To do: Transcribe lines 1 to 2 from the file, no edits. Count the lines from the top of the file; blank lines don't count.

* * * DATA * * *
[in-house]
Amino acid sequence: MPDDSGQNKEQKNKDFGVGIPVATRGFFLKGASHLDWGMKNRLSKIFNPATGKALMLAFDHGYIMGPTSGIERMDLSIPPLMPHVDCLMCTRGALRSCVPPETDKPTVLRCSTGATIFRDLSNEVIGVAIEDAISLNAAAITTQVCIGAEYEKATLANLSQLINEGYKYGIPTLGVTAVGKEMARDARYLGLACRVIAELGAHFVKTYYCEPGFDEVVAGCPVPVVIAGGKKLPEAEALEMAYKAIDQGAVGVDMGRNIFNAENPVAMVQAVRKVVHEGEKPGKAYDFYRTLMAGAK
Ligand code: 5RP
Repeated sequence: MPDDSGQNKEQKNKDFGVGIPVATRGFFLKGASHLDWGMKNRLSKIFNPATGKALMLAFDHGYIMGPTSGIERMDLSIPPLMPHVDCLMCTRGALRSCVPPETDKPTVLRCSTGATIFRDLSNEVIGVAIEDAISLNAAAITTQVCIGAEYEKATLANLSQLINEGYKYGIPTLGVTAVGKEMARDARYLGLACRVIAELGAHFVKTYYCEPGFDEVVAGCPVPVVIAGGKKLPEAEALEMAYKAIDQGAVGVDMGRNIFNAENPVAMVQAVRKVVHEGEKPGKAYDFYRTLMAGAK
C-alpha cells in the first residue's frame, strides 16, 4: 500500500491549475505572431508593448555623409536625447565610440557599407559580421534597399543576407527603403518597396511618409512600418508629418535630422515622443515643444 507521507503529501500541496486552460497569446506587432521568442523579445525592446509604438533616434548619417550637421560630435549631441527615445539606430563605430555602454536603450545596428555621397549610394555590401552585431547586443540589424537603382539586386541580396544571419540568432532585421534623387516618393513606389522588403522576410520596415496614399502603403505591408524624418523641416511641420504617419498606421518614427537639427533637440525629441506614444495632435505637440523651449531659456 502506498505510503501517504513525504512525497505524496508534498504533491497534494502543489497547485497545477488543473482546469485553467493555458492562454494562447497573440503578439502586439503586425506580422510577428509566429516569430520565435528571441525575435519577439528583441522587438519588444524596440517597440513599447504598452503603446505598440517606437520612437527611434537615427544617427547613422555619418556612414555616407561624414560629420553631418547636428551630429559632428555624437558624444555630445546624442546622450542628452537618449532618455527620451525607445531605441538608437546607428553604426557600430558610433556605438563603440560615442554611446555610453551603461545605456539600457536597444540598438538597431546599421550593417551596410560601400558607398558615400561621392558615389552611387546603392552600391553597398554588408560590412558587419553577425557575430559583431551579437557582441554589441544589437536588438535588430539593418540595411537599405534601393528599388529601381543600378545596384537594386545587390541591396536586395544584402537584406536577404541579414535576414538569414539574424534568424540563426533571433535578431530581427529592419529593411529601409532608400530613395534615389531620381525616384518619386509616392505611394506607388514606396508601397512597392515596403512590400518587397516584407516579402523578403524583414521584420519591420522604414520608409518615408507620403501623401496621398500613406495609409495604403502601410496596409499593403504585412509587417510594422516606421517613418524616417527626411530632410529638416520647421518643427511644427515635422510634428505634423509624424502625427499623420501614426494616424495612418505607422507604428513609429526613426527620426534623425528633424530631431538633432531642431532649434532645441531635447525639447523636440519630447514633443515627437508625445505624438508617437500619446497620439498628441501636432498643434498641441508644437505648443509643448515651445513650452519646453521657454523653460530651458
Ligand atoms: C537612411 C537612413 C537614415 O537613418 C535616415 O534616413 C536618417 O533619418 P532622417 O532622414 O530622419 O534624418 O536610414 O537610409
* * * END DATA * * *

[in-house]
Amino acid sequence: MPDDSGQNKEQKNKDFGVGIPVATRGFFLKGASHLDWGMKNRLSKIFNPATGKALMLAFDHGYIMGPTSGIERMDLSIPPLMPHVDCLMCTRGALRSCVPPETDKPTVLRCSTGATIFRDLSNEVIGVAIEDAISLNAAAITTQVCIGAEYEKATLANLSQLINEGYKYGIPTLGVTAVGKEMARDARYLGLACRVIAELGAHFVKTYYCEPGFDEVVAGCPVPVVIAGGKKLPEAEALEMAYKAIDQGAVGVDMGRNIFNAENPVAMVQAVRKVVHEGEKPGKAYDFYRTLMAGAK